Here is my sketch for the coming year:

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Looking closely, I have practiced crop rotation wherever possible, adding the cauliflower in the bed upper left, which is really lower left if you quarter-turn it once to the left.  I left it this direction because I wrote on it across this way.  Does that make any sense whatsoever?  Now, I placed corn and pumpkins upper middle, which is really middle left.  I can’t move the grapevine, hyssop, or mint.  They are all perennial.  But then, I might play with the mint a bit.  It is very hardy and will need to be thinned anyway.  Notice, also, that I have some daffodils and allium growing OUTside the fence, along with sunflowers.  We’ll see how that goes with my birdie friends!  I also plan to plant the castor plants again.  They are annual, so I have to start them anew every single year.  I think it’s worth it, though.

Again, I wish you all a very HAPPY HEALTHY 2014!  Stay warm!

Wendy

Autumn Part One

I realized I needed to update the status of the big old Castor Plant.  I’m about 5′ 1 1/2″ tall, and I am standing uphill of the plant in this picture(Finn doesn’t usually like being held, but he reluctantly obliged this time):

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Do you see the sunflowers on the left?  Ridiculous!

Here are some of the Autumn blossoms at Town Mouse House-

MUMS!

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And one of my favorite flowers of all time, the MONTAUK DAISY:

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And finally, I’m getting the tail-end of a THIRD bloom on this red rose bush, and I love the way the white “wildflower” in the background gives it contrast.  Joel asked me if I was going to pull out the “weed,” (ahem) and I told him I thought I would leave it a bit longer because it just looks so darn pretty:

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This time of year, things in the garden feel bitter-sweet.  I love it as the weather turns a little bit cooler(exception being this week, of course).  The plants have reached their most jungle-like gangly potential.  We are starting to trim back, clean up, and wipe the slate clean to plan for next year.  But not so fast!  I don’t want to wish this beautiful time away.  It passes much to quickly.  Soon I will post some more of Autumn’s splendor, but for now, have a beautiful weekend!

With gratitude and love,

Wendy

Visiting the folks!

A visit was long overdue – I hadn’t seen my side of the family for awhile, so I headed South.  It’s a lot hotter in the summer down there than in the Northeast.  I really appreciate the cool nights in my mountain home, as well as the AC in the homes of my extended family!

My mother lives in a very cute condo.  She has peppermint and hosta growing right outside her front door.

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She also has a flowerpot with a hot-pink geranium and some basil in it.

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For breakfast, she goes out to pick the basil and then whips it up into an omelette.  (She has more geraniums on a patio outside the back door.)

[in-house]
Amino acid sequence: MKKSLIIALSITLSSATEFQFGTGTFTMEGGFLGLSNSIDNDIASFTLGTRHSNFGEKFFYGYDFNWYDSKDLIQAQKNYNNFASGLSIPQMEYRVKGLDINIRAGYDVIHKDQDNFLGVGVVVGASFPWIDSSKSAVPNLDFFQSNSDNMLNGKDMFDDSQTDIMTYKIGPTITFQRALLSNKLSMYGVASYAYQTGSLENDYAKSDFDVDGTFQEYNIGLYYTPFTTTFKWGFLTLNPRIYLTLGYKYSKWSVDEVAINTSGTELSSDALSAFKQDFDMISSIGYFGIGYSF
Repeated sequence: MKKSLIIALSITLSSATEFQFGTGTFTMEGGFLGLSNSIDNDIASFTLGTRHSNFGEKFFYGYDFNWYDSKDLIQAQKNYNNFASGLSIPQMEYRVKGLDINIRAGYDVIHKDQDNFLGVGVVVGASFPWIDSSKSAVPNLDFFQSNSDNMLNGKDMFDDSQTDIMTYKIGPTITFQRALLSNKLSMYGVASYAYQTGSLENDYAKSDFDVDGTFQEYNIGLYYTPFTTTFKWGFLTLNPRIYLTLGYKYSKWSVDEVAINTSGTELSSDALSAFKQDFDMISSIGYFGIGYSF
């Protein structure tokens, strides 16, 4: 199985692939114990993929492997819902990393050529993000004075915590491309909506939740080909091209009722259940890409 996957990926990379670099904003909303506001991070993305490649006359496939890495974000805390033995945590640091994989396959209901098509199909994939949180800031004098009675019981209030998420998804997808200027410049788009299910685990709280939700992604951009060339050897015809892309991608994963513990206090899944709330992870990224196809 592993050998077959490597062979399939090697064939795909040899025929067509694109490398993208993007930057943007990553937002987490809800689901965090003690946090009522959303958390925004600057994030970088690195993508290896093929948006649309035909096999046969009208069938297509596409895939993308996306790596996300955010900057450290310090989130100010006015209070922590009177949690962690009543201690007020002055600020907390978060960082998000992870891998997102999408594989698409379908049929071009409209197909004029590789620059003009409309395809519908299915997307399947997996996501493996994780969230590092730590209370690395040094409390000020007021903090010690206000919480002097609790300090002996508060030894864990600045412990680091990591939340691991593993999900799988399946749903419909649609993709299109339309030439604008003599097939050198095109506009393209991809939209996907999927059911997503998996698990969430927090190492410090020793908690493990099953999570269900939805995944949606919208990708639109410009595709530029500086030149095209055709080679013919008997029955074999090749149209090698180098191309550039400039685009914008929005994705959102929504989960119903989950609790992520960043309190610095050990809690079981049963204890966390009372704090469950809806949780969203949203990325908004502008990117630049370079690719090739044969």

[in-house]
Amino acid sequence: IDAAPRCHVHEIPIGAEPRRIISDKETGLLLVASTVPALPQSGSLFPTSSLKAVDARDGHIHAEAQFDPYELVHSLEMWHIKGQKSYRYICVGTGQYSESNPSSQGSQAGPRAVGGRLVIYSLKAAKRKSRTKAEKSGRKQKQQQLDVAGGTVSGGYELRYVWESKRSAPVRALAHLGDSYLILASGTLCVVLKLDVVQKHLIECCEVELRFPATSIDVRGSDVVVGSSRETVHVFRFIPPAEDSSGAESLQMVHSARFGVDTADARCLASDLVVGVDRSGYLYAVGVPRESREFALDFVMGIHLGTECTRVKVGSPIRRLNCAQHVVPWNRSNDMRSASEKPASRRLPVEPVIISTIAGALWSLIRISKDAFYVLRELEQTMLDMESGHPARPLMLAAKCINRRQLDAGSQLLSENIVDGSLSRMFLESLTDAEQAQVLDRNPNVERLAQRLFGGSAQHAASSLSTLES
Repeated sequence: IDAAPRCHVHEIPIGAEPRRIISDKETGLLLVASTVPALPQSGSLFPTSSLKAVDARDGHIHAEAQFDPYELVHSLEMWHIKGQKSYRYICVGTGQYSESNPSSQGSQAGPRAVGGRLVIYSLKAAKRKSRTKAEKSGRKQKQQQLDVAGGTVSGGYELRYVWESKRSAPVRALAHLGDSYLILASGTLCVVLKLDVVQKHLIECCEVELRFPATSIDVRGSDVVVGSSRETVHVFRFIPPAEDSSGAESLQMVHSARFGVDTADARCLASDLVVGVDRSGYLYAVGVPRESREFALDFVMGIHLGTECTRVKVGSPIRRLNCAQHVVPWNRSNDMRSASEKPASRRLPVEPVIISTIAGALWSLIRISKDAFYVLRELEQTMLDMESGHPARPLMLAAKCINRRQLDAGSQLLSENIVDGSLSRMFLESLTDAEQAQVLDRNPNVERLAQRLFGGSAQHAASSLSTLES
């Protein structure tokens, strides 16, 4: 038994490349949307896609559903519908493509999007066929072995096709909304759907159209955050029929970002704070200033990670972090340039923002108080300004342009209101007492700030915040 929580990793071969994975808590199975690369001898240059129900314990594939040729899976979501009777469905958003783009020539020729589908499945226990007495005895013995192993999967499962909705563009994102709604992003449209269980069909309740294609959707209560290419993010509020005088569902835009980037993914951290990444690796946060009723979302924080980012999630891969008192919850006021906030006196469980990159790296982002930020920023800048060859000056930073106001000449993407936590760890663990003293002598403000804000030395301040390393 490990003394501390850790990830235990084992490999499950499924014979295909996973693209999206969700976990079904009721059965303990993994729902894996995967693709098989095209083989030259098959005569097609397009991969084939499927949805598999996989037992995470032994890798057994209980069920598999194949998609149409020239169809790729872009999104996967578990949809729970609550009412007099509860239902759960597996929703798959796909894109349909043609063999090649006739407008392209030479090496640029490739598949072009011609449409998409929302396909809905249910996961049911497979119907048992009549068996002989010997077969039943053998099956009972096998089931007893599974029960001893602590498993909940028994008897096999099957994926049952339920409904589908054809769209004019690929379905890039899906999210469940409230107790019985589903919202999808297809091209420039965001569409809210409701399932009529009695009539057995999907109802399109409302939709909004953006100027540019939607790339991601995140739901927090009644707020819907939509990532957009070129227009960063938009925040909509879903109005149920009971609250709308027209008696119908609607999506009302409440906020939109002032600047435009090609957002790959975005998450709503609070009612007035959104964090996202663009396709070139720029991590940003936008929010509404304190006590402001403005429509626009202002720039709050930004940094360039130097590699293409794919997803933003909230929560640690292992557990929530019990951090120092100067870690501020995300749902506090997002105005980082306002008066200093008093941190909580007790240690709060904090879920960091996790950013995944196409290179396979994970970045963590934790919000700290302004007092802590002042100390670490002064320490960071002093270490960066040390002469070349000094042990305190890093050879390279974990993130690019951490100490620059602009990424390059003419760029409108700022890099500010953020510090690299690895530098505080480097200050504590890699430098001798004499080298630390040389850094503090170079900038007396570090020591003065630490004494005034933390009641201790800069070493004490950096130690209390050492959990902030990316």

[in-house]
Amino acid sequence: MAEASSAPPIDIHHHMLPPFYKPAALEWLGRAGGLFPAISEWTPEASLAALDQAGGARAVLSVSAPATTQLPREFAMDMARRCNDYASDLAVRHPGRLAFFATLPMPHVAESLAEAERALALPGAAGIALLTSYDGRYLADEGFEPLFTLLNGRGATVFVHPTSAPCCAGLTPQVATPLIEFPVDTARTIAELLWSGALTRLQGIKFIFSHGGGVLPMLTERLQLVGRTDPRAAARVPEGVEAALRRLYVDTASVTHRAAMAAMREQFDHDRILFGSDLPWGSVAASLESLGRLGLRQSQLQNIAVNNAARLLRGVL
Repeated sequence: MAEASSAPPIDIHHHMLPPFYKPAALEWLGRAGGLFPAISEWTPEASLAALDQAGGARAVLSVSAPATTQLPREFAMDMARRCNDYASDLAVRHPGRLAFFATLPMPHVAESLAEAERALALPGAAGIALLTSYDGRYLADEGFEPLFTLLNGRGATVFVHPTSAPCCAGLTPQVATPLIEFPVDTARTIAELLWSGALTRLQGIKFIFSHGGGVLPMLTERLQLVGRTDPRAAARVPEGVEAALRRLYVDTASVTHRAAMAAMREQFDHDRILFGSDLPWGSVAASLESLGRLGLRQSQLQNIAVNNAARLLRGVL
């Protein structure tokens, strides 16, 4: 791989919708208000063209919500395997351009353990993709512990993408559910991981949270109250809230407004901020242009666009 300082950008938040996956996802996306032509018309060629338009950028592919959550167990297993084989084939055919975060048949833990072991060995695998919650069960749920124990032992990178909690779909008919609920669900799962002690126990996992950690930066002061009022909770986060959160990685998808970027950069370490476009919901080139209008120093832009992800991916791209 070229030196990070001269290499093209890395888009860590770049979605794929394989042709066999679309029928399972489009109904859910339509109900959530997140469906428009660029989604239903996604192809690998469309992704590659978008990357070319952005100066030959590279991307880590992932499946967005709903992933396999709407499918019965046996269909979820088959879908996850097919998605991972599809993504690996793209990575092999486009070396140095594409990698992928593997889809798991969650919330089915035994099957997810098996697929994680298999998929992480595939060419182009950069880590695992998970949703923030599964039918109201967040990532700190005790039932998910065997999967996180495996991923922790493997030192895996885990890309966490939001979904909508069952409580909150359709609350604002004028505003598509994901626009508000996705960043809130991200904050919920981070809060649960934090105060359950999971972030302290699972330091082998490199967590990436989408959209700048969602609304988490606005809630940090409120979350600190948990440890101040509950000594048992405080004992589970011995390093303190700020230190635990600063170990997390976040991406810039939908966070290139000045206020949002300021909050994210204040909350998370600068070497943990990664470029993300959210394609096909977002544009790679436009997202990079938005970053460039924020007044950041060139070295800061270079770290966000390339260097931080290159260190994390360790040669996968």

My Mom taught me to appreciate plants.  She had a huge table filled with houseplants when I was growing up, right in a large living room window.  She loved African Violets(I love them too, but so far have not managed to keep them alive).   She used to have me water them from the base of the flowerpot instead of the top.  I do the same thing with my houseplants now.

We had a simple flower garden in the back yard.  Along one side of the fence was a large, yellow “Peace Rose.”  It smelled so good!  Sometimes, my Mom would cut some of the flowers and bring them inside to enjoy in a vase of water.   The fragrance would travel throughout 2 or 3 rooms of the house.

We also had a Dogwood tree in the front yard.  That tree was so pretty!  Eventually, it got some sort of a blight and we replaced it with a Crepe Myrtle.  My mother loved that Crepe Myrtle.  She sometimes drives by the old house and said that, sadly, the new owners chopped it down.  Their loss, then.

If we were driving through a less-than-beautiful neighborhood, my mother would somehow zero in on the one little glorious flower amidst the rubble.  She wouldn’t say anything about the dismal-looking environment-at-large.  Instead, she would say, “Oh, Wendy!  Just look at that pretty flower!”

One of my brothers planted some new little boxwoods beside his house.   Here they are, complete with rocks for his desired “Zen”-like effect:

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The rock on the right almost looks like a turtle!  Here is a close-up:

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On a visit to one of my other brothers, I spied some herbs growing in the front of their house.  Among them were these two GIGANTIC ROSEMARY PLANTS, er, BUSHES!  My sister-in-law explained that a large rosemary plant symbolized a strong Matriarchal presence in the home, and that her own mother(in Ireland) had one the size of a tree!

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My own rosemary gets no taller than a couple of feet, and behaves more like an annual than a perennial.  I’ve tried bringing it in the house for the winter, covering it up outside, but it dies anyway.  I’ve seen it called a “tender” perennial, so it is probably no match for the winters of the Northeast.  What I finally decided to do was to cut it at the end of summer, dry it, and use the dried rosemary until the following year when I can plant some more.   So much for the Matriarch idea in my house!  Although, the saying, “If Momma ain’t happy, then ain’t nobody happy!”  I think there is some truth to that whether rosemary is involved or not!  😉

Enjoy the day – rain or shine!

Wendy